Which Bible is the Word of God? There are more than two dozen versions. Some are more popular than others, but there is not one version that is the recognized one and only Word of God. It all depends on which denomination you belong to and what period of history you happened to live in.

Certainly, if you are a Protestant Christian the Church of England's King James Bible (1611 to the present) would seem to be the version of choice. That version, however, wouldn't work for Roman Catholics. Catholics might prefer the Jerusalem Bible (1966). If you were a Catholic a few centuries ago, you may have opted for the Rheims-Douay Bible (1582-1610). There's the New American Standard (1971) and the Living Bible (1972). There's the New World Translation (1950-60), with 13% more words. There's the New International Version (1978). The list can on and on.

Which group of human beings who voted on Bible canon throughout history got it right? Which group was divinely inspired and which was not? It all depends... but it shouldn't. If the Bible is the Word of God, then there should be one authoritative Bible for all time. If the Bible is perfect, then there is no need for toying with it. If the words contained within are sacred, then they should not be revised and re-edited.

It is the endless revisions, re-editing, translations, and re-interpretations that diminish the argument that the Bible is the Word of God, and that it is thus inerrant. The more humans tinker with the Bible, the more you realize that this book is a human product. There is no doubt that the Bible contains the Word of God. However, it is not the only source of this wisdom and truth.

It's not about the Camel

"It is easier for a camel to pass through the eye of a needle than for a rich man to enter the kingdom of God" (Matthew 19:24).

This is a well-known Jesus saying. It has to do with the potential that wealth has for corrupting and the difficulty of attaining oneness with God when someone places too much value on earthly possessions.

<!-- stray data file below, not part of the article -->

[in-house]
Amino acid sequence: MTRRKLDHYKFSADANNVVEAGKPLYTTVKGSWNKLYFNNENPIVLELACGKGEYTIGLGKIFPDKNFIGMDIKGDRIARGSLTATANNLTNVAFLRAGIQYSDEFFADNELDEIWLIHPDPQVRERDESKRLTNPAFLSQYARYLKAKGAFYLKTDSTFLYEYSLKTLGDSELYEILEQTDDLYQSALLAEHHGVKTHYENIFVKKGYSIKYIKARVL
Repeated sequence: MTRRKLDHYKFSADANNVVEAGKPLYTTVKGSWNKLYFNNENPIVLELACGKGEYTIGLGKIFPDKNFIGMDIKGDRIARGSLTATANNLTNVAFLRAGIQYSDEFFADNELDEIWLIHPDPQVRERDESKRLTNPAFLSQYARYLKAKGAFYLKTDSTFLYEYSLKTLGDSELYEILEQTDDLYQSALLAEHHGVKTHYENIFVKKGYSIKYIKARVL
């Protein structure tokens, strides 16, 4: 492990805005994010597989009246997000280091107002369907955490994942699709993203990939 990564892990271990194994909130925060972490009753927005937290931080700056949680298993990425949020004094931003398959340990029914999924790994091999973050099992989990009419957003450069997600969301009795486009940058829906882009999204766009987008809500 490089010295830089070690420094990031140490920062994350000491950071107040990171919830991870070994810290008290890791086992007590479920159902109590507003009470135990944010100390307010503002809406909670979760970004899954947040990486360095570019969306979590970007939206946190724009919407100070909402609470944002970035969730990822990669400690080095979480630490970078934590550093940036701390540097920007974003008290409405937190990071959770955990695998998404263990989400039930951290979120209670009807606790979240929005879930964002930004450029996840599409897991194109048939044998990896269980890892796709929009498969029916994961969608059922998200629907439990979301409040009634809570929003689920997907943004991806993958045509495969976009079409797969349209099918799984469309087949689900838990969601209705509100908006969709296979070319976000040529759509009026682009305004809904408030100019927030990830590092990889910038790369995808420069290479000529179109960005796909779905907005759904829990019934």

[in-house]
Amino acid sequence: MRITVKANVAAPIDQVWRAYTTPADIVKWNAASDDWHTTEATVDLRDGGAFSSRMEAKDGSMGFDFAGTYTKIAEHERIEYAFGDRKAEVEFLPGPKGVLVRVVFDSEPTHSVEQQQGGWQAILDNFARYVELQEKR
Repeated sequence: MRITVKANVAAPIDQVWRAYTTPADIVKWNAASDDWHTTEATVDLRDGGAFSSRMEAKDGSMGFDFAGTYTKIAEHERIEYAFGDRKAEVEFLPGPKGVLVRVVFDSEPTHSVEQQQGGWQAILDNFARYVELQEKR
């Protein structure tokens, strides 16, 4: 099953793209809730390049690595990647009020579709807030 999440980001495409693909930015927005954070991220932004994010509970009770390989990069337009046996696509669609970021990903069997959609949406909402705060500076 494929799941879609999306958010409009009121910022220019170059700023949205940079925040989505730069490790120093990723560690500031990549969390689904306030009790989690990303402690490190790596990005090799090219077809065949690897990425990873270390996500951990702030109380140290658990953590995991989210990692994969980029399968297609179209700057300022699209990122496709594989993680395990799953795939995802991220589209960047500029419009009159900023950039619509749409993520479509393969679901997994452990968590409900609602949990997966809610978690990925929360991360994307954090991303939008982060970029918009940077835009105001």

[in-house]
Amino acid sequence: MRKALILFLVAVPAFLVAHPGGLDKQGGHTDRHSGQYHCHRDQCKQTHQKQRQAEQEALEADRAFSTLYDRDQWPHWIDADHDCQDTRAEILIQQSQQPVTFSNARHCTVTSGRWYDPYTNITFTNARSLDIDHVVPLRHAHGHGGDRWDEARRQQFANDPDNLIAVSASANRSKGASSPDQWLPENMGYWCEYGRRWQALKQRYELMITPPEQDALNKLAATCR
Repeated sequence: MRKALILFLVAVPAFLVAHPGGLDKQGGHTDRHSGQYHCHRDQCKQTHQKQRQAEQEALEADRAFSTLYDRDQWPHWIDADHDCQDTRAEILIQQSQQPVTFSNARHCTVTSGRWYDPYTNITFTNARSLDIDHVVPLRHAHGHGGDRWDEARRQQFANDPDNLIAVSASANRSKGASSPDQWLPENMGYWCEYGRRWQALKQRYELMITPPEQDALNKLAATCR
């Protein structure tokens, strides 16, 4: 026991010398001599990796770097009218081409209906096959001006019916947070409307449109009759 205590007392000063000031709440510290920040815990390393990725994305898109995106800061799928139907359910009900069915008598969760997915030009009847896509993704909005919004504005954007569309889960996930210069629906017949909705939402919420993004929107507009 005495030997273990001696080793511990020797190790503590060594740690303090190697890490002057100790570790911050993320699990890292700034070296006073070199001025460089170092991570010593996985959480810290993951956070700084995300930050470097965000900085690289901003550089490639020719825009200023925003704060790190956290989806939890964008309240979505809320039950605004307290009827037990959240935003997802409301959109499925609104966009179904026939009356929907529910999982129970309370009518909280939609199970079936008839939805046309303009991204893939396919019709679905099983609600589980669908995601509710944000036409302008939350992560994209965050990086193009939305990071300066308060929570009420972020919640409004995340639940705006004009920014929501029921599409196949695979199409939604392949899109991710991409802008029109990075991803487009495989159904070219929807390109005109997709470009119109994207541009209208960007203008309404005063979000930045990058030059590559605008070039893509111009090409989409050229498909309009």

It is also fascinating example of Biblical mistranslation. If you look at the original Aramaic, the word for camel is "gamlo". When the word gamlo was translated into Greek, it was translated literally. However, the translator may not have considered that the word also had a double meaning in Aramaic. Gamlo also meant "A thick rope made of camel hair used to bind ships". Over time, gamlo came to mean either camel or rope.

Given that Jesus was speaking to fishermen, it more likely that he used the second meaning of gamlo, rather than the first. So the original saying is probably closes to... "It is easier to thread a rope through the eye of a needle than for a rich man to enter the kingdom of God"... "

In this case, the mistranslation does not affect the message Jesus was trying to convey. The idea is that it impossible for someone who is attached to earthly wealth to obtain heaven. You cannot have true spiritual wealth and love money. You cannot worship two masters.

Unfortunately, the mistranslation has influenced the interpretation by some individuals who are uncomfortable with Jesus' views about earthly wealth. To justify their "hope" that it is possible for a wealthy person to enter the kingdom of God, some have taken Matthew 19:24 to mean that heaven's gate are very narrow and thus you have to walk a "straight path" to enter... straight path being a metaphor for living a good life and observing all the laws.

The idea of walking of straight path is much easier to visualize with the camel than with the rope.